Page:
After enjoying Purple Hibiscus so much, I wasn't sure Chimamanda Ngozi Adichie's sophomore effort, Half of a Yellow Sun (Alfred A. Knopf, 2006) would live up to expectations. Did it ever. In a word, wow. Tells the story of the secession of the short-lived Republic of Biafra from Nigeria in 1967, and the civil war that followed, through the eyes of three characters: Ugwu, who grows from a naive peasant teenaged houseboy to college professor Odenigbo into a cynical young man and soldier over the course of the novel; Olanna, Odenigbo's beautiful mistress, whose independent streak leads her to reject the privileged life of her wealthy parents; and Richard, the British expat and aspiring journalist with perpetual writer's block who falls in love with Odenigbo's twin sister Kainene. Beautiful and sad.
- Ithaca, New York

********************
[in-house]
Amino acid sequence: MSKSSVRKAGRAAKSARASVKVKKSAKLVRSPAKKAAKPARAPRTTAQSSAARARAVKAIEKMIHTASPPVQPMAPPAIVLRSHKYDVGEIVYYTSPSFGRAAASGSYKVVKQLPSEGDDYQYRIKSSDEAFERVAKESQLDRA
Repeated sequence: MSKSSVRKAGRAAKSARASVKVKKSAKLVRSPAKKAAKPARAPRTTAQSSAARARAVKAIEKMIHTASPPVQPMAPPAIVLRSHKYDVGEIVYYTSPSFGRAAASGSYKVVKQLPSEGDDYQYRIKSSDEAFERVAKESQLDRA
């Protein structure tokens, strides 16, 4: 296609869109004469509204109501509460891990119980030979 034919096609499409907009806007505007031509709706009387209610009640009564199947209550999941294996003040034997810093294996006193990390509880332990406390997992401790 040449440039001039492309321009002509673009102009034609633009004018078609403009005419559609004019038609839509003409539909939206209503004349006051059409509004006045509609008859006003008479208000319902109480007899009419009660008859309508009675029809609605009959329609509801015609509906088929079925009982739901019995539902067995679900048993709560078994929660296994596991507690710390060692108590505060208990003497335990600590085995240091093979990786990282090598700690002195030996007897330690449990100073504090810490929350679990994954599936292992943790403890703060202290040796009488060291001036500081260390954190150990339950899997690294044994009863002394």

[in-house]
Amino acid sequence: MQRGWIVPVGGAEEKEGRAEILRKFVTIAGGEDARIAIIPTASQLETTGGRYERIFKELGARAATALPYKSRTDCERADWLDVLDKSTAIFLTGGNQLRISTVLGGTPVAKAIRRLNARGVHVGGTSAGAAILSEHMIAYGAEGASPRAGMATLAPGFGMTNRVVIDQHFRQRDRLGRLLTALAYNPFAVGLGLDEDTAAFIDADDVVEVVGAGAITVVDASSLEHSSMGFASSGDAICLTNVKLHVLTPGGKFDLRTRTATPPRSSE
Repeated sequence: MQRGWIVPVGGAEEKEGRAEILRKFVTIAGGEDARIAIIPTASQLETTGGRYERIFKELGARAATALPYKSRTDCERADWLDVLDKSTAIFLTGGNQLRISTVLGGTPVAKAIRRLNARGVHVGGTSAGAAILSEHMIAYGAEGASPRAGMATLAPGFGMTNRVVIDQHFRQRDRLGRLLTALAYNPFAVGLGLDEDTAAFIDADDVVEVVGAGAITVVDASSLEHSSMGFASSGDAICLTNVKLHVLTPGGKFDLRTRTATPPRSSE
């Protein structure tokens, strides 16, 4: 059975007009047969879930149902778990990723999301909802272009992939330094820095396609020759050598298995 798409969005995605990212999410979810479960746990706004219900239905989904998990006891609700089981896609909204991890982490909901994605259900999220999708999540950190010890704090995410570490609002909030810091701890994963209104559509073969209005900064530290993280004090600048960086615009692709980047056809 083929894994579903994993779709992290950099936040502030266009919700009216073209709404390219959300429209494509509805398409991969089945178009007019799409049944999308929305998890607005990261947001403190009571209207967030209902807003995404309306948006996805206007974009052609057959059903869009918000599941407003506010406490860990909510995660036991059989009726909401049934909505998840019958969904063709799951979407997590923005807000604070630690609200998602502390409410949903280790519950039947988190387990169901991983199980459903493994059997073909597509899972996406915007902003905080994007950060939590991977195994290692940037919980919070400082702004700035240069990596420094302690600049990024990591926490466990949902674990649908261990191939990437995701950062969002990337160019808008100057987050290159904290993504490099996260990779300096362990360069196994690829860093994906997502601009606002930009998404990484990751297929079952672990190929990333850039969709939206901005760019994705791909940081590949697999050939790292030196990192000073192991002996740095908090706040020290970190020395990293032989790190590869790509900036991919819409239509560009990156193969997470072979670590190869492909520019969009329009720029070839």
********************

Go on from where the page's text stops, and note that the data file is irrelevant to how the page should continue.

- MWF, now officially 42, loves long walks on the beach and laughing with friends ... oh, wait. By day, I'm a mid-level university administrator reluctant to be more specific on a public forum. Nights and weekends, though, I'm a homebody with strong nerdist leanings. I'm never happier than when I'm chatting around the fire, playing board games, cooking up some pasta, and/or road-tripping with my family and friends. I studied psychology and then labor economics in school, and I work in higher education. From time to time I get smug, obsessive, or just plain boring about some combination of these topics, especially when inequality, parenting, or consumer culture are involved. You have been warned.